Finally, I was learning to read the signs.

 

Some years later, I take a French exchange student to a baseball game. He's eager to learn American—both the language and the culture—and where better to instruct him? This is, after all, America's Game. Yet the lingo and the activities on the field prove more difficult than I had anticipated. How to explain a fielder's choice, an intentional walk, a brushback pitch? Some things seem to have no translation.

Innings pass. The French student is still baffled by what is taking place on the field although he declares an affinity for Cracker Jacks. He is fascinated by the "wave," and laughs aloud at the cartoon antics on the scoreboard. "So many fat people," the student whispers, and I can do nothing but feel apologetic for the girth of my fellow citizens. By the seventh inning he is clearly bored and even the spectacle of forty thousand Americans singing "Take Me Out to the Ballgame" does not capture his attention. Perhaps the cultural gap is too great.

Just as I'm prepared to suggest we leave, he confides that he's very happy to be here. "Here?" I ask, surprised. "At the stadium?"

"No, no," he corrects, and then smiles apologetically. "Here—in America."

Yet, as we are driving home, the young Frenchman looks worried. "But what about the wiener?" he asks.

I'm confused. The wiener? The hot dog he ate in the fourth inning? What more is there to say?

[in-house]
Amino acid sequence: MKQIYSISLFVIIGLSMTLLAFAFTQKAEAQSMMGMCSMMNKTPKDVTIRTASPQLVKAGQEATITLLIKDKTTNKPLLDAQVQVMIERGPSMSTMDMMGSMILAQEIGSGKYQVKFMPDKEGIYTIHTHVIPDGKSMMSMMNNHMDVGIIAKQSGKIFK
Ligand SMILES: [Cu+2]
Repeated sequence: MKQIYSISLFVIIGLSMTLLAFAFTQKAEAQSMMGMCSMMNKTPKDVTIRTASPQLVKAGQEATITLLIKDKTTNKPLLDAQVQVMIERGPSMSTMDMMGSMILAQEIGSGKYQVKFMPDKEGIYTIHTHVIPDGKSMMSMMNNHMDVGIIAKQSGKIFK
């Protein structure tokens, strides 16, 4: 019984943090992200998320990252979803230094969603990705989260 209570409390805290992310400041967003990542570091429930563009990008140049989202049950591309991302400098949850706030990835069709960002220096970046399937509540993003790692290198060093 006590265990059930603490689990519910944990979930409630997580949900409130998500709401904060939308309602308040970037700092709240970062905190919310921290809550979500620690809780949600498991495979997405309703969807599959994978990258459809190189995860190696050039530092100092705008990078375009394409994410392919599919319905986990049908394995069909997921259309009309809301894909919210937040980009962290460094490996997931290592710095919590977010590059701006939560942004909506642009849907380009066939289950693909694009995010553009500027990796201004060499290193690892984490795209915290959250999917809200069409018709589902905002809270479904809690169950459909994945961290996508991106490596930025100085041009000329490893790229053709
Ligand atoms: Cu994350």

"Who was the wiener?" he asks despairingly, and then I begin to laugh. "Our team won," I tell him. "They beat the Braves three to two."

 

When I was younger, my mother and I made many plans: We'd travel down to Florida for spring training and get lots of player autographs. We'd take a road trip, just the two of us, and sample other ballparks. And the next time the Reds were in the World Series, we both vowed, we'd get to one of the away games, too. But the truth is, the only baseball games we attended were in Cincinnati. I think my mother liked the idea of travel, but it occurs to me that she was never really one for taking the trip.

Spending an Easter at the ballpark offers an opportunity for a special kind of religious experience. Today the Dodgers are battling the Padres and I am feeling the love. I love the neighborly radio voice of Vin Scully that drifts through the stands and the giant palm trees that sway beyond the outfield. I love the smell of the sizzling grilled Dodger Dogs and consider myself in love with just about half the guys on the team, including the capable Mike Scioscia, the crazy Fernando Valenzuela, and the jolly skipper Tommy Lasorda.